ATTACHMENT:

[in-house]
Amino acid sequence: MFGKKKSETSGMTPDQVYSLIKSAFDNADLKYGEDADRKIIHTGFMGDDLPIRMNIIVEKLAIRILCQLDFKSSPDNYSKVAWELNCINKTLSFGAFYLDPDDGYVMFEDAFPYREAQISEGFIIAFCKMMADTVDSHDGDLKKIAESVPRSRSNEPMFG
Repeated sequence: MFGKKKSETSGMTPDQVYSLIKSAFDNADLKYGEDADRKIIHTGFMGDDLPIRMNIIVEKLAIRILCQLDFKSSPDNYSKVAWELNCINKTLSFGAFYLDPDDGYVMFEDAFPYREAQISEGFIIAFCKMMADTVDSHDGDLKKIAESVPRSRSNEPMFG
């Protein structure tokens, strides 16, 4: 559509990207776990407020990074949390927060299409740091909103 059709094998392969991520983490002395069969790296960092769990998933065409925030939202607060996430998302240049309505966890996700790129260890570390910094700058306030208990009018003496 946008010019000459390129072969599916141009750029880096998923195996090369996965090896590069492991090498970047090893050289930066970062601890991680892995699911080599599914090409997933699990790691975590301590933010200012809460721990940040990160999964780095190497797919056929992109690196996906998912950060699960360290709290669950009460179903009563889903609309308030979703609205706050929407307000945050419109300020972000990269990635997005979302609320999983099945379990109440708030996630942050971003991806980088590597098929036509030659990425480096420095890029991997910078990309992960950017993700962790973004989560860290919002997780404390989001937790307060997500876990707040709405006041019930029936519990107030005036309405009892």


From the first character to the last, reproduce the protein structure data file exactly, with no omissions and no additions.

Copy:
[in-house]
Amino acid sequence: MFGKKKSETSGMTPDQVYSLIKSAFDNADLKYGEDADRKIIHTGFMGDDLPIRMNIIVEKLAIRILCQLDFKSSPDNYSKVAWELNCINKTLSFGAFYLDPDDGYVMFEDAFPYREAQISEGFIIAFCKMMADTVDSHDGDLKKIAESVPRSRSNEPMFG
Repeated sequence: MFGKKKSETSGMTPDQVYSLIKSAFDNADLKYGEDADRKIIHTGFMGDDLPIRMNIIVEKLAIRILCQLDFKSSPDNYSKVAWELNCINKTLSFGAFYLDPDDGYVMFEDAFPYREAQISEGFIIAFCKMMADTVDSHDGDLKKIAESVPRSRSNEPMFG
């Protein structure tokens, strides 16, 4: 559509990207776990407020990074949390927060299409740091909103 059709094998392969991520983490002395069969790296960092769990998933065409925030939202607060996430998302240049309505966890996700790129260890570390910094700058306030208990009018003496 946008010019000459390129072969599916141009750029880096998923195996090369996965090896590069492991090498970047090893050289930066970062601890991680892995699911080599599914090409997933699990790691975590301590933010200012809460721990940040990160999964780095190497797919056929992109690196996906998912950060699960360290709290669950009460179903009563889903609309308030979703609205706050929407307000945050419109300020972000990269990635997005979302609320999983099945379990109440708030996630942050971003991806980088590597098929036509030659990425480096420095890029991997910078990309992960950017993700962790973004989560860290919002997780404390989001937790307060997500876990707040709405006041019930029936519990107030005036309405009892």